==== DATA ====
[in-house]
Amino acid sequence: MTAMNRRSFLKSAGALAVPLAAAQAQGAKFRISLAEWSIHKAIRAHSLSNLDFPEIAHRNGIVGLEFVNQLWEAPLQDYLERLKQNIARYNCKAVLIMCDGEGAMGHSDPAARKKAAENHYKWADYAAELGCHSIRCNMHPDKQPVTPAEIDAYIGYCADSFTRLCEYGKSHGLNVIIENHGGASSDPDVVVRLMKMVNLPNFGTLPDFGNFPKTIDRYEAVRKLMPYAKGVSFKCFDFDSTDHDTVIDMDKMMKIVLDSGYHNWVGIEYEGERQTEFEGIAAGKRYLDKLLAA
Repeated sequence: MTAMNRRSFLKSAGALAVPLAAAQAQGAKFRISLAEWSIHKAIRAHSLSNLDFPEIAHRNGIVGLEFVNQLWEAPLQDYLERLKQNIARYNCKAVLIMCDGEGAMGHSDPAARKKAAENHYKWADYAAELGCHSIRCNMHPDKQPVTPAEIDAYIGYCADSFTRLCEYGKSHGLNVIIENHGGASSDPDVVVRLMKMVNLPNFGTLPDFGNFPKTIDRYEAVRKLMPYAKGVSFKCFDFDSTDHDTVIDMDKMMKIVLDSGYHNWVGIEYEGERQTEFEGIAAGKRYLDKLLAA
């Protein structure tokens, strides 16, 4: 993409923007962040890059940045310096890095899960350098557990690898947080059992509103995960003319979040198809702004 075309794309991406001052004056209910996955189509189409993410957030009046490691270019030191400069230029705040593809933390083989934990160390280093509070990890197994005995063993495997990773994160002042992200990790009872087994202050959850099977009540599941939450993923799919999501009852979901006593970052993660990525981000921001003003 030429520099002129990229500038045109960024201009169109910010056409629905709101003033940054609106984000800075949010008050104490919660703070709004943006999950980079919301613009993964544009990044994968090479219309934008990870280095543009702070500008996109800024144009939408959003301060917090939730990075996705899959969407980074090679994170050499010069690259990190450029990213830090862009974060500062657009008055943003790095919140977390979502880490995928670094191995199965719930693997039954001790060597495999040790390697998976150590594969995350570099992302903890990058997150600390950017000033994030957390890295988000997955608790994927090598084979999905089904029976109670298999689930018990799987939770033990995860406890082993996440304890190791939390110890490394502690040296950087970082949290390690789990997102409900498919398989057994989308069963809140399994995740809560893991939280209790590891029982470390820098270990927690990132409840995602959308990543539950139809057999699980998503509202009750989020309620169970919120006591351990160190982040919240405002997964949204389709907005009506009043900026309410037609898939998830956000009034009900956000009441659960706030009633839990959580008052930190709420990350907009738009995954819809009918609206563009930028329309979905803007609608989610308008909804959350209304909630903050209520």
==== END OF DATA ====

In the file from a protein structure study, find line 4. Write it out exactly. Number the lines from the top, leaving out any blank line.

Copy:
């Protein structure tokens, strides 16, 4: 993409923007962040890059940045310096890095899960350098557990690898947080059992509103995960003319979040198809702004 075309794309991406001052004056209910996955189509189409993410957030009046490691270019030191400069230029705040593809933390083989934990160390280093509070990890197994005995063993495997990773994160002042992200990790009872087994202050959850099977009540599941939450993923799919999501009852979901006593970052993660990525981000921001003003 030429520099002129990229500038045109960024201009169109910010056409629905709101003033940054609106984000800075949010008050104490919660703070709004943006999950980079919301613009993964544009990044994968090479219309934008990870280095543009702070500008996109800024144009939408959003301060917090939730990075996705899959969407980074090679994170050499010069690259990190450029990213830090862009974060500062657009008055943003790095919140977390979502880490995928670094191995199965719930693997039954001790060597495999040790390697998976150590594969995350570099992302903890990058997150600390950017000033994030957390890295988000997955608790994927090598084979999905089904029976109670298999689930018990799987939770033990995860406890082993996440304890190791939390110890490394502690040296950087970082949290390690789990997102409900498919398989057994989308069963809140399994995740809560893991939280209790590891029982470390820098270990927690990132409840995602959308990543539950139809057999699980998503509202009750989020309620169970919120006591351990160190982040919240405002997964949204389709907005009506009043900026309410037609898939998830956000009034009900956000009441659960706030009633839990959580008052930190709420990350907009738009995954819809009918609206563009930028329309979905803007609608989610308008909804959350209304909630903050209520």